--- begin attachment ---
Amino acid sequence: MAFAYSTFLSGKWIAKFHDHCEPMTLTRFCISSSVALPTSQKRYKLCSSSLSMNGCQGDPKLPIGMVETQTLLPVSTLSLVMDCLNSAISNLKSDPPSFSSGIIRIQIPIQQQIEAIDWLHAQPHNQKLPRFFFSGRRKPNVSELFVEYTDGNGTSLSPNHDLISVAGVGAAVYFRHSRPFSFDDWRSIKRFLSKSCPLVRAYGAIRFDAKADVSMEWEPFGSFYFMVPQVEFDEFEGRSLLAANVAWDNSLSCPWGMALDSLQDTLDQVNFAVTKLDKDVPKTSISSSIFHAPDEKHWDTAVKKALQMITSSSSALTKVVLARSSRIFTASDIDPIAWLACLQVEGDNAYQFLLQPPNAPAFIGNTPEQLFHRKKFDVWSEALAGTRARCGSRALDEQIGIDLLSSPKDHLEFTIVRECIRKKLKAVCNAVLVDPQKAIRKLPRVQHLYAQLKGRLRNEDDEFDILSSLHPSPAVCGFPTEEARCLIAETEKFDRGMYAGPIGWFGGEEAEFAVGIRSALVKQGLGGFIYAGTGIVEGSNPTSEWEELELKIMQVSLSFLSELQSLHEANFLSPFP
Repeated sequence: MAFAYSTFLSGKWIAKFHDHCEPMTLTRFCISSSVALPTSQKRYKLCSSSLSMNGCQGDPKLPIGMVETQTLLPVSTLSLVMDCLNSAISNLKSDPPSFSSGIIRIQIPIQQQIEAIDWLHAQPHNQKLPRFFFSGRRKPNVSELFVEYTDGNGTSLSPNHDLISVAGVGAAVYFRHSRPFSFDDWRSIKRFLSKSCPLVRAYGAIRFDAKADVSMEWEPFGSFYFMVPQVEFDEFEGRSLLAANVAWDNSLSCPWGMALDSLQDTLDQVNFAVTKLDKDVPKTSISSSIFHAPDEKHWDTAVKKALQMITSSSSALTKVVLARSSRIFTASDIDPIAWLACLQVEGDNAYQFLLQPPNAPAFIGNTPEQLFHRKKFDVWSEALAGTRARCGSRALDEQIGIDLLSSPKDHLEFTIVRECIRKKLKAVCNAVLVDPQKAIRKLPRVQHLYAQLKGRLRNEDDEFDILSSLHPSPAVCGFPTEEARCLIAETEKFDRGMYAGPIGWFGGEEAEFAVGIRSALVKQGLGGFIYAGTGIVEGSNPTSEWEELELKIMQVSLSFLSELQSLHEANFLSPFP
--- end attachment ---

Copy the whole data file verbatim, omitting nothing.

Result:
Amino acid sequence: MAFAYSTFLSGKWIAKFHDHCEPMTLTRFCISSSVALPTSQKRYKLCSSSLSMNGCQGDPKLPIGMVETQTLLPVSTLSLVMDCLNSAISNLKSDPPSFSSGIIRIQIPIQQQIEAIDWLHAQPHNQKLPRFFFSGRRKPNVSELFVEYTDGNGTSLSPNHDLISVAGVGAAVYFRHSRPFSFDDWRSIKRFLSKSCPLVRAYGAIRFDAKADVSMEWEPFGSFYFMVPQVEFDEFEGRSLLAANVAWDNSLSCPWGMALDSLQDTLDQVNFAVTKLDKDVPKTSISSSIFHAPDEKHWDTAVKKALQMITSSSSALTKVVLARSSRIFTASDIDPIAWLACLQVEGDNAYQFLLQPPNAPAFIGNTPEQLFHRKKFDVWSEALAGTRARCGSRALDEQIGIDLLSSPKDHLEFTIVRECIRKKLKAVCNAVLVDPQKAIRKLPRVQHLYAQLKGRLRNEDDEFDILSSLHPSPAVCGFPTEEARCLIAETEKFDRGMYAGPIGWFGGEEAEFAVGIRSALVKQGLGGFIYAGTGIVEGSNPTSEWEELELKIMQVSLSFLSELQSLHEANFLSPFP
Repeated sequence: MAFAYSTFLSGKWIAKFHDHCEPMTLTRFCISSSVALPTSQKRYKLCSSSLSMNGCQGDPKLPIGMVETQTLLPVSTLSLVMDCLNSAISNLKSDPPSFSSGIIRIQIPIQQQIEAIDWLHAQPHNQKLPRFFFSGRRKPNVSELFVEYTDGNGTSLSPNHDLISVAGVGAAVYFRHSRPFSFDDWRSIKRFLSKSCPLVRAYGAIRFDAKADVSMEWEPFGSFYFMVPQVEFDEFEGRSLLAANVAWDNSLSCPWGMALDSLQDTLDQVNFAVTKLDKDVPKTSISSSIFHAPDEKHWDTAVKKALQMITSSSSALTKVVLARSSRIFTASDIDPIAWLACLQVEGDNAYQFLLQPPNAPAFIGNTPEQLFHRKKFDVWSEALAGTRARCGSRALDEQIGIDLLSSPKDHLEFTIVRECIRKKLKAVCNAVLVDPQKAIRKLPRVQHLYAQLKGRLRNEDDEFDILSSLHPSPAVCGFPTEEARCLIAETEKFDRGMYAGPIGWFGGEEAEFAVGIRSALVKQGLGGFIYAGTGIVEGSNPTSEWEELELKIMQVSLSFLSELQSLHEANFLSPFP